When I first sat in a helicopter and first covered a race for governor, I first met John Y. Brown Jr.

It was the Monday after the 1979 Kentucky Derby, and Brown used a helicopter to make up for his belated candidacy, hopping from town to town, often accompanied by his new wife, sportscaster and Miss America Phyllis George. Her fame and money were key to his election, but the helicopter was a subtle metaphor for his campaign: there was a strong, fresh wind blowing.

Brown, who died Tuesday at the age of 88, made just two promises: to run state government like a business, and to use his marketing skills and business experience — from selling encyclopedias to making Kentucky Fried Chicken an international brand — to do it to bring jobs to our poor state.

More:John Y. Brown Jr., dashing KFC millionaire and governor of Kentucky, dies

Former Governor John Y. Brown, centre, spoke with Al Cross, Director of the Institute for Rural Journalism and Community Affairs in the UK.  At right is former Senator Terry McBrayer.  January 25, 2015.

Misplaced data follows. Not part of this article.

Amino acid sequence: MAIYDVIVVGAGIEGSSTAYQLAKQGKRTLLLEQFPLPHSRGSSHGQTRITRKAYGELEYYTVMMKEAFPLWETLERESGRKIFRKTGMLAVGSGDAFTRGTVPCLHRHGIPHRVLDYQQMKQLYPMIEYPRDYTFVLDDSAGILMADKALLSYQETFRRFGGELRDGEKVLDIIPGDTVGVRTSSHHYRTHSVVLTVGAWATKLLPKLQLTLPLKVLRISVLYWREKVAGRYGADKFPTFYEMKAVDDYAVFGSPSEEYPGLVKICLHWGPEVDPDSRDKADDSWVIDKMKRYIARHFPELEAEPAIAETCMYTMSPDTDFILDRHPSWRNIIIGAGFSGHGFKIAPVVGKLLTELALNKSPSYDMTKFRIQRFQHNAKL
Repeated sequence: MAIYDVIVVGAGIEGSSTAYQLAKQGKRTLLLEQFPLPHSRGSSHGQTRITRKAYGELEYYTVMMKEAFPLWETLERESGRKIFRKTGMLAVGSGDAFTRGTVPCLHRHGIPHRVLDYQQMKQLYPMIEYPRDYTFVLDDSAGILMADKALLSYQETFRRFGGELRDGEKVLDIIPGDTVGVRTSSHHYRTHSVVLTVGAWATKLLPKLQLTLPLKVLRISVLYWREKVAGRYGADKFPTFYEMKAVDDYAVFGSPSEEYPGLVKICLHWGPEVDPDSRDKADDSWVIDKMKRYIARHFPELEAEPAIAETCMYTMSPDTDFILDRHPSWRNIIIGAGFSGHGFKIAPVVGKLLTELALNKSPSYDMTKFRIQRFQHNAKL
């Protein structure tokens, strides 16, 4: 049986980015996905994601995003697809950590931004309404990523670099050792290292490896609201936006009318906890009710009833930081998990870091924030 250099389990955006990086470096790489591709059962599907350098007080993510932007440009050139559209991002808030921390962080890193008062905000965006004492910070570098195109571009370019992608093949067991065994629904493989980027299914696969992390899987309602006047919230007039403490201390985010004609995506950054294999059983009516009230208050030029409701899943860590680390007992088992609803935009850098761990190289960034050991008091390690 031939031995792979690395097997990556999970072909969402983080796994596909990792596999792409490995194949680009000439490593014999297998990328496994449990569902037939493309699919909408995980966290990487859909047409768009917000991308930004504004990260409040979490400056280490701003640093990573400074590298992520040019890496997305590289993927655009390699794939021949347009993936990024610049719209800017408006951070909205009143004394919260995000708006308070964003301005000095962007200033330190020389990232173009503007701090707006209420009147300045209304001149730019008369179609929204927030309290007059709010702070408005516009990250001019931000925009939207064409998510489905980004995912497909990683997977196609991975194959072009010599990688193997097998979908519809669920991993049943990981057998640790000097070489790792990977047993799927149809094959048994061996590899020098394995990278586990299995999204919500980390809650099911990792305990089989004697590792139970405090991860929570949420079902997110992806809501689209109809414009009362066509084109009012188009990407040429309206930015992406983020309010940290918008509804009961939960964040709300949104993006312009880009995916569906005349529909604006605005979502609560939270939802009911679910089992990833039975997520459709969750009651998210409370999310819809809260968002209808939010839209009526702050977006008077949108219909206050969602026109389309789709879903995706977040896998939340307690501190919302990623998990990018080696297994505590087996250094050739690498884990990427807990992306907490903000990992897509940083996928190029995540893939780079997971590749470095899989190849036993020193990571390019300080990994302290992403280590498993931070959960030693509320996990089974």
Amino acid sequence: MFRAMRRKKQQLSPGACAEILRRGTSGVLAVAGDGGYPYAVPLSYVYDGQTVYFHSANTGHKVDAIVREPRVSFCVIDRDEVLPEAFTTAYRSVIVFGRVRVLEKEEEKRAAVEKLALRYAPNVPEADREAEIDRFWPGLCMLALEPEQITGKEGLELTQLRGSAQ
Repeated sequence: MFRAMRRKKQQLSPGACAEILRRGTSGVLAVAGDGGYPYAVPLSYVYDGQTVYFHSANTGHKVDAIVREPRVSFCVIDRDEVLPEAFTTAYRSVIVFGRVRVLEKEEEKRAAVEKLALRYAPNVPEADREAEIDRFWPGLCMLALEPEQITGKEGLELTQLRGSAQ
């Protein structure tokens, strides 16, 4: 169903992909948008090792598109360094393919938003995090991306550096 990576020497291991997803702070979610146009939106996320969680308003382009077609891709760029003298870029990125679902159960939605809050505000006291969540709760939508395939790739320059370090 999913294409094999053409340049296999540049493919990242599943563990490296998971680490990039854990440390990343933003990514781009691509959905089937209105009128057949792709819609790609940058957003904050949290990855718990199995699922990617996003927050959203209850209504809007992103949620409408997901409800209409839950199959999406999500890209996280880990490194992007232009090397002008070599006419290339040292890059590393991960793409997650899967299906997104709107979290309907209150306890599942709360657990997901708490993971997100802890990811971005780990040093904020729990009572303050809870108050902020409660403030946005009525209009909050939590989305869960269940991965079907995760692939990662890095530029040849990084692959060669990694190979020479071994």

For Brown, “government like a corporation” meant reform. I doubt he ever used that venerable word to describe his platform, but it was: government decisions would be based on business principles, not political alignments, and to do this he brought fresh blood to government, including taunting ones businessmen with politicians.

Brown didn’t have to be specific; Voters knew what he meant because of the state’s history of corruption, compounded by investigations by the then governor. Julian Carroll’s government, and they knew that Brown was running his own money, not contributions from those who would win or lose from the state.